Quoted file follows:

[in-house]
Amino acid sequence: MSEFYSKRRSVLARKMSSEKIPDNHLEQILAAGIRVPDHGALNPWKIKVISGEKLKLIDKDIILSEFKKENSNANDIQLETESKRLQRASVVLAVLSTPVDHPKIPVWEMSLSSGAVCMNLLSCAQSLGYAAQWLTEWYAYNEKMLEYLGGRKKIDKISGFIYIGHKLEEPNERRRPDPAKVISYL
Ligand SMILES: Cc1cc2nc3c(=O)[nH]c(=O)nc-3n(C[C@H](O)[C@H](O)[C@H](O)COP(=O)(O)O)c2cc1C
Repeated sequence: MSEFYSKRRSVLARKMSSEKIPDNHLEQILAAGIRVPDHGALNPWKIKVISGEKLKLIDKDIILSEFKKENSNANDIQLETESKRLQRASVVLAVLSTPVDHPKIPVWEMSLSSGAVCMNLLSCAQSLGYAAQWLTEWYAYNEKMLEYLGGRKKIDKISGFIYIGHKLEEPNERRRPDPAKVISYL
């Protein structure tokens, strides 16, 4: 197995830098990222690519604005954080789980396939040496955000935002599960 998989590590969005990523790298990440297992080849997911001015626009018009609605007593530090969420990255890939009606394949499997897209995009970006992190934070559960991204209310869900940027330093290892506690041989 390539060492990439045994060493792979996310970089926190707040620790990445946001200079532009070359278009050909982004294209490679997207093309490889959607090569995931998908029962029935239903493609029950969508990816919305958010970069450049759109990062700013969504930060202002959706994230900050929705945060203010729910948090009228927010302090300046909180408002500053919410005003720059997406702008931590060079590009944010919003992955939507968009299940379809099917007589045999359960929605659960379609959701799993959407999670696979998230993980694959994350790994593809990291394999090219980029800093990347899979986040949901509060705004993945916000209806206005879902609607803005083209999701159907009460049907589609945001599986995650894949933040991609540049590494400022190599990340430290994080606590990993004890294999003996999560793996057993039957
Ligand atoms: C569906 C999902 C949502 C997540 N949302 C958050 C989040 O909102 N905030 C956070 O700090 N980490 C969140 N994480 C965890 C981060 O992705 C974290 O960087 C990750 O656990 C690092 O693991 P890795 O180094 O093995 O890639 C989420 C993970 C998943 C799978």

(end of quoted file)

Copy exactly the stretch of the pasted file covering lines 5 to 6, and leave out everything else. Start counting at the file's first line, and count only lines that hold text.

């Protein structure tokens, strides 16, 4: 197995830098990222690519604005954080789980396939040496955000935002599960 998989590590969005990523790298990440297992080849997911001015626009018009609605007593530090969420990255890939009606394949499997897209995009970006992190934070559960991204209310869900940027330093290892506690041989 390539060492990439045994060493792979996310970089926190707040620790990445946001200079532009070359278009050909982004294209490679997207093309490889959607090569995931998908029962029935239903493609029950969508990816919305958010970069450049759109990062700013969504930060202002959706994230900050929705945060203010729910948090009228927010302090300046909180408002500053919410005003720059997406702008931590060079590009944010919003992955939507968009299940379809099917007589045999359960929605659960379609959701799993959407999670696979998230993980694959994350790994593809990291394999090219980029800093990347899979986040949901509060705004993945916000209806206005879902609607803005083209999701159907009460049907589609945001599986995650894949933040991609540049590494400022190599990340430290994080606590990993004890294999003996999560793996057993039957
Ligand atoms: C569906 C999902 C949502 C997540 N949302 C958050 C989040 O909102 N905030 C956070 O700090 N980490 C969140 N994480 C965890 C981060 O992705 C974290 O960087 C990750 O656990 C690092 O693991 P890795 O180094 O093995 O890639 C989420 C993970 C998943 C799978």